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French PM offers labor compromise

From CNN Correspondent Chris Burns

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Paris (France)
Dominique de Villepin
Jacques Chirac
Labor Legislation

PARIS, France (CNN) -- French Prime Minister Dominique de Villepin, under fire from students and workers over a controversial new labor law, has offered a new proposal to appease his opponents.

De Villepin on Saturday suggested a plan to pay three months of salary to laid-off workers who participate in a three-month job training program.

He also reiterated a proposal to review the measure six months after it goes into effect.

De Villepin passed along the proposals during a meeting at his office with representatives from two student unions.

The measure is expected to take effect in April. However, its implementation may be delayed because it is being challenged in court.

Earlier, the leaders of four other high school and university student unions refused an invitation from de Villepin for a meeting over the controversial new law. Those four entities are larger than the two groups he met with on Saturday.

One two smaller unions is for the law and the other is against it.

In a letter to the prime minister, those four larger student unions said they would only be interested in discussing the withdrawal of the law, not its implementation.

The student letter warned that the crisis "plunges our country into a situation of extreme gravity, fertile ground for unrest that we all deplore."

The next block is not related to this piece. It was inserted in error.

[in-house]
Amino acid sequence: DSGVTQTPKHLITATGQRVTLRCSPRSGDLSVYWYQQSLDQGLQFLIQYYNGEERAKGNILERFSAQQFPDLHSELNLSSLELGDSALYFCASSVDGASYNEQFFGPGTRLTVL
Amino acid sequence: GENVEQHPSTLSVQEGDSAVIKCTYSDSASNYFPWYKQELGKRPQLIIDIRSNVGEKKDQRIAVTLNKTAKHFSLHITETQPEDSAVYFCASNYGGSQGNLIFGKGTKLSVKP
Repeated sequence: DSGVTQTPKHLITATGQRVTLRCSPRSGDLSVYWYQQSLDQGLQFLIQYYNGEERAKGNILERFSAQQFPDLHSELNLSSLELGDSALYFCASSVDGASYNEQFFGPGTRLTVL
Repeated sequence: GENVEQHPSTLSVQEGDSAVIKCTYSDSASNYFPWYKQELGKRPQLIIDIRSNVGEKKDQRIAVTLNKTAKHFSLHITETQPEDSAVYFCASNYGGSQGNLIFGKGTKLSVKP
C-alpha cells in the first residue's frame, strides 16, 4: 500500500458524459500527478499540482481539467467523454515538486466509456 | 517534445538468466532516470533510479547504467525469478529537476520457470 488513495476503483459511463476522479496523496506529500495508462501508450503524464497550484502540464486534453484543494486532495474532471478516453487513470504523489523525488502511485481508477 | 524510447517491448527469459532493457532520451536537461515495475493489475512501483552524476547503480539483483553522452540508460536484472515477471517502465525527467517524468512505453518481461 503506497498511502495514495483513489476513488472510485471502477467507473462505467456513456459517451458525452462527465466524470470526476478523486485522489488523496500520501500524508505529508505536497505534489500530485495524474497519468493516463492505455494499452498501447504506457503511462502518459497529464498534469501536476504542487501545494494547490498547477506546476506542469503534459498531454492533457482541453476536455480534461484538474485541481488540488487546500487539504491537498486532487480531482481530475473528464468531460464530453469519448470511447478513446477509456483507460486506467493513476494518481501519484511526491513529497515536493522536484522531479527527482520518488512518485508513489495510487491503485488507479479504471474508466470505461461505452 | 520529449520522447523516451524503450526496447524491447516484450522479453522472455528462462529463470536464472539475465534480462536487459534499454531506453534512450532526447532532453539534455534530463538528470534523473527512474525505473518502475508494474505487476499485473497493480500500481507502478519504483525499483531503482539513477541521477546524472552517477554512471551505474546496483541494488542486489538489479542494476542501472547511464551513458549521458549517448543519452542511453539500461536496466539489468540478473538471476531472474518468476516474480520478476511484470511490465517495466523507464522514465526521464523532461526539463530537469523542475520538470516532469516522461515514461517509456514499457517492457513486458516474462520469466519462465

The four biggest unions are unlikely to accept the pay proposal, and the idea has to go through the legislative process to be incorporated into the law.

On Friday, five labor unions met with de Villepin but left telling reporters they had failed to get him to withdraw the law.

The union leaders called for a strong turnout Tuesday for a planned "day of action," including strikes and demonstrations against the new law.

De Villepin told French radio: "Together we must successfully find an answer to the fears of youth."

He would not go further except to say that he was looking forward to meeting with student leaders on Saturday.

The law was proposed by de Villepin in an attempt to stimulate hiring, especially among young workers.

The law, the "first job contract" or CPE in French, would give employers the right to fire workers for any reason during the first two years of employment.

The unions oppose the new law and French students have staged massive demonstrations across the country to denounce it.

Under current French law, once hired, workers have strong protections that make it difficult and expensive to fire them.

In response, employers have held off hiring new workers. As a result, unemployment in France has hovered around 10 percent with unemployment levels over 50 percent among some groups of young workers.

The government proposed the CPE law after riots in the suburbs of Paris and other cities last fall among young people who complained they had no opportunities for work.

But the plan has drawn a strong response from French students who feel the law will create a class of workers who will face being fired every two years.

On Thursday, according to police, around 200,000 students demonstrated in Rennes, Grenoble, Marseille and Paris against the law.

Cars were burned and demonstrators clashed with police in central Paris in front of the Invalides, the building housing the tomb of the emperor Napoleon.

Demonstrators also battled with police in Rennes, west of Paris. All totaled, French authorities said, 420 people were arrested.

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